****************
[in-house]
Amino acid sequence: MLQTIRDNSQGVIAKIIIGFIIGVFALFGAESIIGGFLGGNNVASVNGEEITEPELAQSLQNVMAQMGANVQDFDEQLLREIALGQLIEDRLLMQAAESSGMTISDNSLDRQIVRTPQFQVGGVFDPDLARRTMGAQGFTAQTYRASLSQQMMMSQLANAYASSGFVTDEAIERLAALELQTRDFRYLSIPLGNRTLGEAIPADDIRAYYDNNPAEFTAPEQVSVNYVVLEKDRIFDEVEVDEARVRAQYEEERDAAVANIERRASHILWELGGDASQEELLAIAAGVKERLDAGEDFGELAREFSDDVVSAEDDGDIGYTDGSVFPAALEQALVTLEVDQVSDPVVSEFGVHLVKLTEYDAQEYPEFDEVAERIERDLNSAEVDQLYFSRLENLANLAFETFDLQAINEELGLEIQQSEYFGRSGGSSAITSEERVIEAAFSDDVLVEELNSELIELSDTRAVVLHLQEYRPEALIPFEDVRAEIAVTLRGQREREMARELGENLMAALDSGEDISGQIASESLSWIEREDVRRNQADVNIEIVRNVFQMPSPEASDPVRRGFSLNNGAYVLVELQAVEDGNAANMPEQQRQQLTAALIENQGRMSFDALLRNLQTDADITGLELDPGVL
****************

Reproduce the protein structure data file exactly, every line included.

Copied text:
[in-house]
Amino acid sequence: MLQTIRDNSQGVIAKIIIGFIIGVFALFGAESIIGGFLGGNNVASVNGEEITEPELAQSLQNVMAQMGANVQDFDEQLLREIALGQLIEDRLLMQAAESSGMTISDNSLDRQIVRTPQFQVGGVFDPDLARRTMGAQGFTAQTYRASLSQQMMMSQLANAYASSGFVTDEAIERLAALELQTRDFRYLSIPLGNRTLGEAIPADDIRAYYDNNPAEFTAPEQVSVNYVVLEKDRIFDEVEVDEARVRAQYEEERDAAVANIERRASHILWELGGDASQEELLAIAAGVKERLDAGEDFGELAREFSDDVVSAEDDGDIGYTDGSVFPAALEQALVTLEVDQVSDPVVSEFGVHLVKLTEYDAQEYPEFDEVAERIERDLNSAEVDQLYFSRLENLANLAFETFDLQAINEELGLEIQQSEYFGRSGGSSAITSEERVIEAAFSDDVLVEELNSELIELSDTRAVVLHLQEYRPEALIPFEDVRAEIAVTLRGQREREMARELGENLMAALDSGEDISGQIASESLSWIEREDVRRNQADVNIEIVRNVFQMPSPEASDPVRRGFSLNNGAYVLVELQAVEDGNAANMPEQQRQQLTAALIENQGRMSFDALLRNLQTDADITGLELDPGVL